Lifestyle of sponge symbiont phages by host prediction and correlative microscopy

Jahn, M. T.; Lachnit, T.; Markert, S. M.; Stigloher, C.; Pita, L.; Ribes, M.; Dutilh, B. E.; Hentschel, U.
The ISME Journal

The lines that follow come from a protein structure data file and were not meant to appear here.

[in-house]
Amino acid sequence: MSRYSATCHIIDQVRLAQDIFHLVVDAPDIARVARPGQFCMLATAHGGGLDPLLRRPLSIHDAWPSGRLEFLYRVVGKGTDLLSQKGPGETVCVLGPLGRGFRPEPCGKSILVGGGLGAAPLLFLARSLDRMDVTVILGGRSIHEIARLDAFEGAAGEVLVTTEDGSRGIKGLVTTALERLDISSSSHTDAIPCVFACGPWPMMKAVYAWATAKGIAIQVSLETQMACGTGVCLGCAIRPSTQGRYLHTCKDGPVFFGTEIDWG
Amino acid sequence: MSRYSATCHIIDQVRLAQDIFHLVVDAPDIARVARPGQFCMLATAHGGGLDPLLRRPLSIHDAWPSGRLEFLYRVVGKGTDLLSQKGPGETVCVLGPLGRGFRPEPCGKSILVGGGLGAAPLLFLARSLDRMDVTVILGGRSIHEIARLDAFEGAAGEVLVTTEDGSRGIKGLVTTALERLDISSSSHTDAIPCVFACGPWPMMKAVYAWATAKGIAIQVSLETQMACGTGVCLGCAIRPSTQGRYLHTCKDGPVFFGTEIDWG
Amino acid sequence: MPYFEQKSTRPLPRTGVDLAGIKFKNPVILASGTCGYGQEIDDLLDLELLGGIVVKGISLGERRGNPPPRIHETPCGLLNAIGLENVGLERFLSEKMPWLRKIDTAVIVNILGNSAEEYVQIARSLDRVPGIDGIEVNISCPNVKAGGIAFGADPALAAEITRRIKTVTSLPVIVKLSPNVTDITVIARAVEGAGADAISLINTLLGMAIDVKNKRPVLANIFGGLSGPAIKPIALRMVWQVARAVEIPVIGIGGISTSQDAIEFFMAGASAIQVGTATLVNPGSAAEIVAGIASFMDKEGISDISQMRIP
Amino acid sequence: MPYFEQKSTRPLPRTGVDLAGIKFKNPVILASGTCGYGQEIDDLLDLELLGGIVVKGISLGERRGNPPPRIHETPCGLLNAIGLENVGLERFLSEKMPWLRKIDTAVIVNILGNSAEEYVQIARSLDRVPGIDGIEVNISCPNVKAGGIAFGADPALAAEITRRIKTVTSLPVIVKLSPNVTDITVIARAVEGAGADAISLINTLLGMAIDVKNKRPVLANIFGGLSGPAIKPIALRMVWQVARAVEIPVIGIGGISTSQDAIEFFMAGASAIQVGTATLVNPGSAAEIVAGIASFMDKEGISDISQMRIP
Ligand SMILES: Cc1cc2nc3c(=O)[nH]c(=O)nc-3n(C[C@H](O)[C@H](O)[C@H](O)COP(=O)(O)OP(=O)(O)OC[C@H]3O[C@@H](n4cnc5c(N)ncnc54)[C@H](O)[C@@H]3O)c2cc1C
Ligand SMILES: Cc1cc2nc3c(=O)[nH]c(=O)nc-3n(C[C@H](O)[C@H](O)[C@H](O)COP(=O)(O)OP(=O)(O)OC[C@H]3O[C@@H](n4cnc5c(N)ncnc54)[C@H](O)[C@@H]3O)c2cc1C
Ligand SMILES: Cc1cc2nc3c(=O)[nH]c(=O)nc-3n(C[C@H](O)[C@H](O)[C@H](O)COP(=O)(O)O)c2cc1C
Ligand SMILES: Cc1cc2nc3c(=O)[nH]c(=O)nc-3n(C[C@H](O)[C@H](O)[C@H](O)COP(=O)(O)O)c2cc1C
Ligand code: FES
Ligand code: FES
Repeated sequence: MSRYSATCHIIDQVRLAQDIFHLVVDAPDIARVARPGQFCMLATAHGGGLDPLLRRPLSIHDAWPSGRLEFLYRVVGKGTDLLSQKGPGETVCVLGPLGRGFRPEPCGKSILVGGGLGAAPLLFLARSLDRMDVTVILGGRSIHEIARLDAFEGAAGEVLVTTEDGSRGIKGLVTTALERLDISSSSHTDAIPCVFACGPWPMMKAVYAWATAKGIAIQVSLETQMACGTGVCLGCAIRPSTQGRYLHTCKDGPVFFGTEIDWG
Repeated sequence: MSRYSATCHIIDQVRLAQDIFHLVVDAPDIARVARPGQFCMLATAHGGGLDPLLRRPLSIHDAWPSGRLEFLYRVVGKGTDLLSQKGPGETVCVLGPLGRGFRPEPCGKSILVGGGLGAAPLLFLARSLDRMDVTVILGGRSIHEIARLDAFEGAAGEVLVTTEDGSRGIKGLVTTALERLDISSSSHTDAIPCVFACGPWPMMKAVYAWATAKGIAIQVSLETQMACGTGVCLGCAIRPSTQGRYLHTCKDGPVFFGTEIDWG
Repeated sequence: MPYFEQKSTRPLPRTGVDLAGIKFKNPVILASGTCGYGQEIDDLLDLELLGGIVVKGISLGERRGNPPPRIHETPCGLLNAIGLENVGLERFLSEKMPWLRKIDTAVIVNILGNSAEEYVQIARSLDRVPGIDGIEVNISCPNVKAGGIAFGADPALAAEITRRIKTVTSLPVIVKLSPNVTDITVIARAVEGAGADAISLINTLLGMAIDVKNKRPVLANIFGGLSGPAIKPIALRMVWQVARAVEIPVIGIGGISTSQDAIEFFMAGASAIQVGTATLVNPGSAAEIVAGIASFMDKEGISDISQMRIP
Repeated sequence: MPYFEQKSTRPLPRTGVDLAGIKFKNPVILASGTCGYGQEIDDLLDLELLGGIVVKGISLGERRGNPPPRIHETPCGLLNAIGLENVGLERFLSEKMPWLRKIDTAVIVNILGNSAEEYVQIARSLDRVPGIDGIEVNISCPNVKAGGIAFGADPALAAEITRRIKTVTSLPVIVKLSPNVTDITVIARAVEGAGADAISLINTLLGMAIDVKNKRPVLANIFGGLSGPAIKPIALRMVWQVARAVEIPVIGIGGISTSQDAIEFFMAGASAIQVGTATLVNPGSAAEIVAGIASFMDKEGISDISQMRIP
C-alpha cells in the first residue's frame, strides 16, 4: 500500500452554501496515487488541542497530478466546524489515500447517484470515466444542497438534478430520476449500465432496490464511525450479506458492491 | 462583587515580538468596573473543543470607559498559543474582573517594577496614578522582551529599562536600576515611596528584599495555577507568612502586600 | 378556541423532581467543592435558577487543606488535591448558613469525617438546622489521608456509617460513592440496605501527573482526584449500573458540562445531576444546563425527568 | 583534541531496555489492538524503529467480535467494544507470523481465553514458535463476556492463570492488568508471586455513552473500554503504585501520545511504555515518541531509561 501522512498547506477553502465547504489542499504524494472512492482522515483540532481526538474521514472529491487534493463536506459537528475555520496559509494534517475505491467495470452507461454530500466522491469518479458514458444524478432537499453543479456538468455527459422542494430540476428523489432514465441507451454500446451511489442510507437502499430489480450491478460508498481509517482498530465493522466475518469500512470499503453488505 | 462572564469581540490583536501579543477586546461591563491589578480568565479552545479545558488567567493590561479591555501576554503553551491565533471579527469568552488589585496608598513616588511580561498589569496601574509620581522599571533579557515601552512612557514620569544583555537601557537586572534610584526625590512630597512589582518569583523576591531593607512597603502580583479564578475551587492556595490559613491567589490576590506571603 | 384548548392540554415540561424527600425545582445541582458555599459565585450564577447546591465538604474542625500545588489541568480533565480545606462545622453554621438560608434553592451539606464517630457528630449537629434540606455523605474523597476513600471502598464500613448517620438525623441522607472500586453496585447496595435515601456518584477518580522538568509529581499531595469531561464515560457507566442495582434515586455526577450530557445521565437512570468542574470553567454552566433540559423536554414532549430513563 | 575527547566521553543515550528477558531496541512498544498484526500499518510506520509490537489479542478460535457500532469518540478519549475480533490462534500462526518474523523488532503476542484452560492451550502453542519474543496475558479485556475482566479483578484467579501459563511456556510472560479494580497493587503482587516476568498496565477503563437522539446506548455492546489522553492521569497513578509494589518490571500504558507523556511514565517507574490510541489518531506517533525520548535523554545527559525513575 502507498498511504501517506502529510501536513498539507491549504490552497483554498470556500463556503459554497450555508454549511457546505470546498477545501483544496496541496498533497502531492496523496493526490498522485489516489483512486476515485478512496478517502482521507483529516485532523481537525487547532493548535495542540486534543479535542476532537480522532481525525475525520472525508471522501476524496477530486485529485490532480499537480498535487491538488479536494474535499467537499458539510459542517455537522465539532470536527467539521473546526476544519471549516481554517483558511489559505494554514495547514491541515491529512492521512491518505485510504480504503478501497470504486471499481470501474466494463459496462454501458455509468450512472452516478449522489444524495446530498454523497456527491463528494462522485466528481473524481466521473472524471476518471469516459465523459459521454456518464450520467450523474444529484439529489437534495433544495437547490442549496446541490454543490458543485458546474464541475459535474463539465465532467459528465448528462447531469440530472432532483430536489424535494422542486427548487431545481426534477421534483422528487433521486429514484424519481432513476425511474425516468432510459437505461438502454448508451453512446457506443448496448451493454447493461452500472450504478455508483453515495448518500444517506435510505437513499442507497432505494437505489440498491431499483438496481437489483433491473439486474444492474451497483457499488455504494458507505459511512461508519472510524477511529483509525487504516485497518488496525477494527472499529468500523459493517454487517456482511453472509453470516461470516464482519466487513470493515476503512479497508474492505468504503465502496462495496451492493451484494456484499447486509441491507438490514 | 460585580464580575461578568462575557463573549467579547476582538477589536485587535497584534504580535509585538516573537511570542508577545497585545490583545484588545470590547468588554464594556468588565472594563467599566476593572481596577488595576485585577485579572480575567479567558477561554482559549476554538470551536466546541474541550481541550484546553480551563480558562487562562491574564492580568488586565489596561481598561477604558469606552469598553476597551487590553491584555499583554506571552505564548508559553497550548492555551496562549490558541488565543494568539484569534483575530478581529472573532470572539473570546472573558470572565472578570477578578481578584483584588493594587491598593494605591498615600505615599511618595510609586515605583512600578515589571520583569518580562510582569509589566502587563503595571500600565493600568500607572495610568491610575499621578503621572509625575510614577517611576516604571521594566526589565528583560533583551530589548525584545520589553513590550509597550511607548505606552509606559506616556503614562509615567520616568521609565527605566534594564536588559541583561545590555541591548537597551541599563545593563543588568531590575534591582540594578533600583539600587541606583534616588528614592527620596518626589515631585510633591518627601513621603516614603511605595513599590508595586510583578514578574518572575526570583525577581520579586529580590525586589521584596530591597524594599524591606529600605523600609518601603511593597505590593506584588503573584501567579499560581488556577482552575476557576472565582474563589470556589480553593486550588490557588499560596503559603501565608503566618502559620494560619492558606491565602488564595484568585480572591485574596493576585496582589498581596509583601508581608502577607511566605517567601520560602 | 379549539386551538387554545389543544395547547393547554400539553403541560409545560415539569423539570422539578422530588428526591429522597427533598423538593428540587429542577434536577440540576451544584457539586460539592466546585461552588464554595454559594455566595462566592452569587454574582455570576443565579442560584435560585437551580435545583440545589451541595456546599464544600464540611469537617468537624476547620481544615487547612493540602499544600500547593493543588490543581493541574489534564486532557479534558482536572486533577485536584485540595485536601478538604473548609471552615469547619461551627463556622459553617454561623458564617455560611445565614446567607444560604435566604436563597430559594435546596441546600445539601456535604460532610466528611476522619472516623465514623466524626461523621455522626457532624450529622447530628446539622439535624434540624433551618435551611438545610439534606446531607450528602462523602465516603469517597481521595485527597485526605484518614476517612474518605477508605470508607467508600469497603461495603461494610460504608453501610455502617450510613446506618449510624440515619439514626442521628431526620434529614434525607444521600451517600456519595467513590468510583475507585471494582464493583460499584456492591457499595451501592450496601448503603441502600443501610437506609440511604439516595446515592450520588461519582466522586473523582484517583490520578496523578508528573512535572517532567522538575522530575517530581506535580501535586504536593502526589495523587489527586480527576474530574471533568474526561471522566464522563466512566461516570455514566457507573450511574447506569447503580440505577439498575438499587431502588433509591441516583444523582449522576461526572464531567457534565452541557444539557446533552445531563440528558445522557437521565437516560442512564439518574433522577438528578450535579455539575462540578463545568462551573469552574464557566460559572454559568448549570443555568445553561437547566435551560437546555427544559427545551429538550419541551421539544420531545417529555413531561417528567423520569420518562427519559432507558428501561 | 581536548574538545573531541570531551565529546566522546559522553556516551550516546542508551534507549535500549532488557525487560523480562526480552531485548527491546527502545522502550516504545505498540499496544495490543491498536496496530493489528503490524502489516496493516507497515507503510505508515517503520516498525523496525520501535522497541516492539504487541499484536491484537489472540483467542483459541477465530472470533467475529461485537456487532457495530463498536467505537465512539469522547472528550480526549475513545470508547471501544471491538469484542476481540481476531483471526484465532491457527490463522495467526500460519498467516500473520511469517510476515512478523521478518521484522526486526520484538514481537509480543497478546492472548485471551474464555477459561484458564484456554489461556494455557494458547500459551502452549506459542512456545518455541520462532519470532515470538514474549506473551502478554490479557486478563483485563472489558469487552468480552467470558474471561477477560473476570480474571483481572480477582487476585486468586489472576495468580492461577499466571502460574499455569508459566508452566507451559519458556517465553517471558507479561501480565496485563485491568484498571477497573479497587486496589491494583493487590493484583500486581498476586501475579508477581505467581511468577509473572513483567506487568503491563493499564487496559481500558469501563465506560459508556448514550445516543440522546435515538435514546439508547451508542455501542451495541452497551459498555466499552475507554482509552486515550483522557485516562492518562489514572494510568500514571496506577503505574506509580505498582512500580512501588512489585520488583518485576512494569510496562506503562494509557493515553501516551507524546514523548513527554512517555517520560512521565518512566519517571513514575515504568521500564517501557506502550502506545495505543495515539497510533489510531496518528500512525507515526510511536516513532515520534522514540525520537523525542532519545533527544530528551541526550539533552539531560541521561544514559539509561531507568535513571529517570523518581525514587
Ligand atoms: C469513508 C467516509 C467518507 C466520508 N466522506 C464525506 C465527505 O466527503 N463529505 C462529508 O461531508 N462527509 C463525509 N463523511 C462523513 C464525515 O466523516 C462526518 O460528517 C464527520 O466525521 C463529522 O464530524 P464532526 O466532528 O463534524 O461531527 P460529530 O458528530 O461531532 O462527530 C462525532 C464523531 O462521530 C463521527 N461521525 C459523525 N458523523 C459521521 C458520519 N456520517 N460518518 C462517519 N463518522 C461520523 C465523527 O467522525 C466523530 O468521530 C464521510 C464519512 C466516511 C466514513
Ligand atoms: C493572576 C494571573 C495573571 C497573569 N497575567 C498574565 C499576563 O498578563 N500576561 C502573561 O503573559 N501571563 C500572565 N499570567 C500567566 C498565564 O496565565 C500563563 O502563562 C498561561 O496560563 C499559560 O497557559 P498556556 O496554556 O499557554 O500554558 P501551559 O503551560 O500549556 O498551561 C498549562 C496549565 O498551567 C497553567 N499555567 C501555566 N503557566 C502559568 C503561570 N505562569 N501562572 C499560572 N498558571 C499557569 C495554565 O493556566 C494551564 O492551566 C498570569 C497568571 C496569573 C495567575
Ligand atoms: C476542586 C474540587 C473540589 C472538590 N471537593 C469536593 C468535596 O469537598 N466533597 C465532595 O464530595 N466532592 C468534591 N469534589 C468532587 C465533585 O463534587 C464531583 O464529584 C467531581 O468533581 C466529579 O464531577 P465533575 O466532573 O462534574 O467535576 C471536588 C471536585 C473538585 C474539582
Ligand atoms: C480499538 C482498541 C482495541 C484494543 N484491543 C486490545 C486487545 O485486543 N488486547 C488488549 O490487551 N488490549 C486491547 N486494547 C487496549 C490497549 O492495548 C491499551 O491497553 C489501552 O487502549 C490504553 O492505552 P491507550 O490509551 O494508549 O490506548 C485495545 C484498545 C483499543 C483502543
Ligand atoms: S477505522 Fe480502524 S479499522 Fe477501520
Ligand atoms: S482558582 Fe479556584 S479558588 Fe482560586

Bacteriophages (phages) are ubiquitous elements in nature, but their ecology and role in animals remains little understood. Sponges represent the oldest known extant animal-microbe symbiosis and are associated with dense and diverse microbial consortia. Here we investigate the tripartite interaction between phages, bacterial symbionts, and the sponge host. We combined imaging and bioinformatics to tackle important questions on who the phage hosts are and what the replication mode and spatial distribution within the animal is. This approach led to the discovery of distinct phage-microbe infection networks in sponge versus seawater microbiomes. A new correlative in situ imaging approach (‘PhageFISH-CLEM‘) localised phages within bacterial symbiont cells, but also within phagocytotically active sponge cells. We postulate that the phagocytosis of free virions by sponge cells modulates phage-bacteria ratios and ultimately controls infection dynamics. Prediction of phage replication strategies indicated a distinct pattern, where lysogeny dominates the sponge microbiome, likely fostered by sponge host-mediated virion clearance, while lysis dominates in seawater. Collectively, this work provides new insights into phage ecology within sponges, highlighting the importance of tripartite animal-phage-bacterium interplay in holobiont functioning. We anticipate that our imaging approach will be instrumental to further understanding of viral distribution and cellular association in animal hosts.
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